The name of former Maryland state Sen. Nathaniel T. Oaks will appear twice on the June primary election ballot in Baltimore’s 41st District – as candidate for both Senate and the Democratic State Central Committee – despite his pleading guilty last week to two federal felonies related to political corruption.
The removal of Oaks’ name from the ballot hinges, in part, on if and when he begins “serving a court-ordered sentence of imprisonment” for the felony convictions, Maryland election law states. Only then would the West Baltimore Democrat lose his right to vote and become ineligible to be listed as a candidate on the ballot, election officials say.
His sentencing before U.S. District Judge Richard D. Bennett in Baltimore is scheduled for July 17, three weeks after the June 26 primary. That means his name remains on the 41st District’s ballot, the proofs of which were made public by the election board Wednesday.
“We’re not taking him off the ballot because he meets all the qualifications for those positions,” said Jared J. DeMarinis, director of candidacy and campaign finance for the State Board of Elections.
But a little-used provision in Maryland’s election law could allow for Oaks’ name to be stricken from the ballot, with the help of a circuit court judge. That section of the law provides for a registered voter to seek judicial relief by filing a circuit court challenge within 10 days of learning of an act that “may change … the outcome of the election.”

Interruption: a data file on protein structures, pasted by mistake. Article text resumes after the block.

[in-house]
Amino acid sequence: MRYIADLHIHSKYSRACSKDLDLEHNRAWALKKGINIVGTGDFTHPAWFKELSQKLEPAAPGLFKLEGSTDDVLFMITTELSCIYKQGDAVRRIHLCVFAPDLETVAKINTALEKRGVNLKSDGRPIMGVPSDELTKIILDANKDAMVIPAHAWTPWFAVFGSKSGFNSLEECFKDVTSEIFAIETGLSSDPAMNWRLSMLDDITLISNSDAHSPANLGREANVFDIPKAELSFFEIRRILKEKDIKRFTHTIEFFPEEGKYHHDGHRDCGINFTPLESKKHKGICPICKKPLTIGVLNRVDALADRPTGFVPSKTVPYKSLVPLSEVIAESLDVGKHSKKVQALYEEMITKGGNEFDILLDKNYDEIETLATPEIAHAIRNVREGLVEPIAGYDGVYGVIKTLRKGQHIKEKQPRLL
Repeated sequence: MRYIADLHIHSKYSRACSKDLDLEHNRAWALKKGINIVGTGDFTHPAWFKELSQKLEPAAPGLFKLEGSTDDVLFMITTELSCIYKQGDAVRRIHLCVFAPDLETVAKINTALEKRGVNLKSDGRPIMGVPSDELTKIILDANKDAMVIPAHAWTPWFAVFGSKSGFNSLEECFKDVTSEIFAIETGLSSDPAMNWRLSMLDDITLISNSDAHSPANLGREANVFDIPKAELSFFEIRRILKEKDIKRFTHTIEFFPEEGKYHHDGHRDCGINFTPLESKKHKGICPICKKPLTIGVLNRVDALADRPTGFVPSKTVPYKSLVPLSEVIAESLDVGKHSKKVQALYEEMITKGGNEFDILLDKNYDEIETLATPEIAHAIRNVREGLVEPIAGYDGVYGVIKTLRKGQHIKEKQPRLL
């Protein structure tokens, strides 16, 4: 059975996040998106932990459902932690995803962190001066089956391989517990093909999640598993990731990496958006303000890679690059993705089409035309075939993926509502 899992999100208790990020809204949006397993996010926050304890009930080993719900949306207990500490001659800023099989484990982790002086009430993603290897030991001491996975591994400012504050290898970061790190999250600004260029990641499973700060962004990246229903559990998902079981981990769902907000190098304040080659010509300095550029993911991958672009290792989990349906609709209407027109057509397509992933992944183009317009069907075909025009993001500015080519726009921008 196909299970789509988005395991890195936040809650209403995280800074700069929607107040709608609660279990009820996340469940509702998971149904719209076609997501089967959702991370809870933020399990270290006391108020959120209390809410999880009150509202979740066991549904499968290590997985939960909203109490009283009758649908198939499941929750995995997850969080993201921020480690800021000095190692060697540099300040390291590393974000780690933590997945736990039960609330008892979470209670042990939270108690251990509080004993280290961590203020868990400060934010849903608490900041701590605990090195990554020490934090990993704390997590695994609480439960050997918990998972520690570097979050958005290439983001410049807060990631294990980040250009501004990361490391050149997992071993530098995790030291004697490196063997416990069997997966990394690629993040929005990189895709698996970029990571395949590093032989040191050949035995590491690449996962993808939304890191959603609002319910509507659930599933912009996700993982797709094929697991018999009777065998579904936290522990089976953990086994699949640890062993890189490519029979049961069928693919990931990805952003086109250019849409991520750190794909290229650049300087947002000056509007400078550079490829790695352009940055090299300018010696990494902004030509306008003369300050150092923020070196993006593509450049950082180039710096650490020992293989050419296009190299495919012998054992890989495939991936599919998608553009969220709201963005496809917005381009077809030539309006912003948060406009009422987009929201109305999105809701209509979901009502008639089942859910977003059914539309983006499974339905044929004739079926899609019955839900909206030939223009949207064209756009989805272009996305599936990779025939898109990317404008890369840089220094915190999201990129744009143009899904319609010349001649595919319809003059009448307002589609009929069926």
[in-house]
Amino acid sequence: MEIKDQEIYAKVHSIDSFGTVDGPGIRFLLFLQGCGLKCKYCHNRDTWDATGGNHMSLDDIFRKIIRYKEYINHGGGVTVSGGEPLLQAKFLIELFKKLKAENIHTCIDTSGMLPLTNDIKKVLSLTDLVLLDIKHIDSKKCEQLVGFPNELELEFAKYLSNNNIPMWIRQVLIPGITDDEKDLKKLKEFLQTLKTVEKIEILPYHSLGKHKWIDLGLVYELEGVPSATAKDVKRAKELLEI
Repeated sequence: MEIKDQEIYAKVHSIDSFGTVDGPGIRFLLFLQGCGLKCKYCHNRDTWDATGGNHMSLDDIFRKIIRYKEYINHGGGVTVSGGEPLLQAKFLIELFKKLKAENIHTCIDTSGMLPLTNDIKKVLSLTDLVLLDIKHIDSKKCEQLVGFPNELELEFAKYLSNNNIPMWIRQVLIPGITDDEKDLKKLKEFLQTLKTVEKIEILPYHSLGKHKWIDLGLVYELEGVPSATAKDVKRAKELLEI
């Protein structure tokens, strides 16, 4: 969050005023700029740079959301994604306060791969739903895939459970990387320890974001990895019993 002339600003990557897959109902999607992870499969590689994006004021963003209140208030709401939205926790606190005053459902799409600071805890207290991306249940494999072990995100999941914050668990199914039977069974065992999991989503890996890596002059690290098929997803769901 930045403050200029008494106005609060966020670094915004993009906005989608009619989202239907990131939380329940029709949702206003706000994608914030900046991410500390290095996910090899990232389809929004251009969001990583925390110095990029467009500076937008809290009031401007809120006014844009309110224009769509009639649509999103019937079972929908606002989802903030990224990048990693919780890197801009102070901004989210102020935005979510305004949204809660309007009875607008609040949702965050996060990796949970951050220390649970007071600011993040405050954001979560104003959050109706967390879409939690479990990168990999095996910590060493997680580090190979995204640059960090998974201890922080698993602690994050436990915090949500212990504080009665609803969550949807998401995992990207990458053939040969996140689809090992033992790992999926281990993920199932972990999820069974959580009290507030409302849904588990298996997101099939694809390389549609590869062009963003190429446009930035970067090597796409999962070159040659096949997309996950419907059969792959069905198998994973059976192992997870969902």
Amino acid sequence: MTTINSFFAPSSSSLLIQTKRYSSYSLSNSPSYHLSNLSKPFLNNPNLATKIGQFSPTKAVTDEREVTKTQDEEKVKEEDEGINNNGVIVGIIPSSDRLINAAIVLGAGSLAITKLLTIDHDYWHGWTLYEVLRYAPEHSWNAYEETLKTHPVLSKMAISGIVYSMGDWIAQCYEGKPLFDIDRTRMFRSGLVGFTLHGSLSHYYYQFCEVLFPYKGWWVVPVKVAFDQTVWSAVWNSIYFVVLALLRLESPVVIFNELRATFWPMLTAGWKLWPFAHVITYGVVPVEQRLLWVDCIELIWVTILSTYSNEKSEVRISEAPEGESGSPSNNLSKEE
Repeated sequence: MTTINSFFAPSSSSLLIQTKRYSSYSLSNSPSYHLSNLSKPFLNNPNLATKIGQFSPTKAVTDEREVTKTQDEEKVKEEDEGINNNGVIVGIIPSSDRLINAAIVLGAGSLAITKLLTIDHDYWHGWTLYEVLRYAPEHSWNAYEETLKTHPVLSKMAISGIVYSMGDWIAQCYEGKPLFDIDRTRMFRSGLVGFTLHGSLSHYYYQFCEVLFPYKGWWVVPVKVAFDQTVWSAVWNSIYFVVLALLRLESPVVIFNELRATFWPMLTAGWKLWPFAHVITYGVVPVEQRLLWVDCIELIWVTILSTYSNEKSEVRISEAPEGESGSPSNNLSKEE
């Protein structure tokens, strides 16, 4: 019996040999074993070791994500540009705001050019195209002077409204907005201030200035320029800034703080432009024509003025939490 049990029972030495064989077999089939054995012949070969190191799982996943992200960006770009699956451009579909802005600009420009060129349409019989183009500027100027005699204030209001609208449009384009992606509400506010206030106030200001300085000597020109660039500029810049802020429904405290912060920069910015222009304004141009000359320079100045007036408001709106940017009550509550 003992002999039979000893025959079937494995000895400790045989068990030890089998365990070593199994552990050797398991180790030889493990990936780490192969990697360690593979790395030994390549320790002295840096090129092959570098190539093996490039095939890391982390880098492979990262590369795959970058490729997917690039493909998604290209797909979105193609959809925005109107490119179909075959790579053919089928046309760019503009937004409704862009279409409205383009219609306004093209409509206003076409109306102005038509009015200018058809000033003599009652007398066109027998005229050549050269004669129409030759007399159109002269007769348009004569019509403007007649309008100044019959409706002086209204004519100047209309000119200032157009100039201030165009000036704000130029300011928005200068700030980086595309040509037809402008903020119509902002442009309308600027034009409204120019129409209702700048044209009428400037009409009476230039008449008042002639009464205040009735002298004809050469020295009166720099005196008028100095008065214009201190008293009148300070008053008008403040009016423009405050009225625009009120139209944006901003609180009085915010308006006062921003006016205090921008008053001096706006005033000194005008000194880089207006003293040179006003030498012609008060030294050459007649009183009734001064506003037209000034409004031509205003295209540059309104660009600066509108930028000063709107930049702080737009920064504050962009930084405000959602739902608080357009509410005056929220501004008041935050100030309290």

Nothing precludes a registered voter from filing the court action and attempting to show that inclusion of Oaks’ name on the ballot could change the election’s outcome, DeMarinis said.
Oaks, 71, resigned his Maryland Senate seat last Thursday, hours before he pleaded guilty to one count of wire fraud and one count of “honest services” wire fraud in U.S. District Court in Baltimore.
Those charges were two of nine stemming from Oaks taking $15,300 in a bribery scheme from an FBI confidential source who posed as a Texas businessman wanting to do business in Baltimore. He also was charged with obstruction of justice for later tipping off a target to a federal corruption probe while he was supposed to be cooperating with the FBI.
Oaks retains his seat on the seven-member Democratic State Central Committee for the 41st District and, not withstanding some action by the party, will be eligible to vote for his own Senate replacement at a meeting now scheduled for April 17.
In the meantime, the central committee is fielding applicants to finish Oaks’ Senate term, through Jan. 9, 2019.
A request for judicial remedy to Oaks’ name being on the ballot would have to be filed in Anne Arundel County Circuit Court, because Oaks filed his certificate of candidacy in Annapolis and the State Elections Board certifies elections from its offices in Annapolis, DeMarinis said.
The law states that “a registered voter may seek judicial relief from any act or omission relating to an election, whether or not the election has been held, on the grounds that the act or omission is consistent with [laws] applicable to the election process, and may change, or has changed, the outcome of the election.”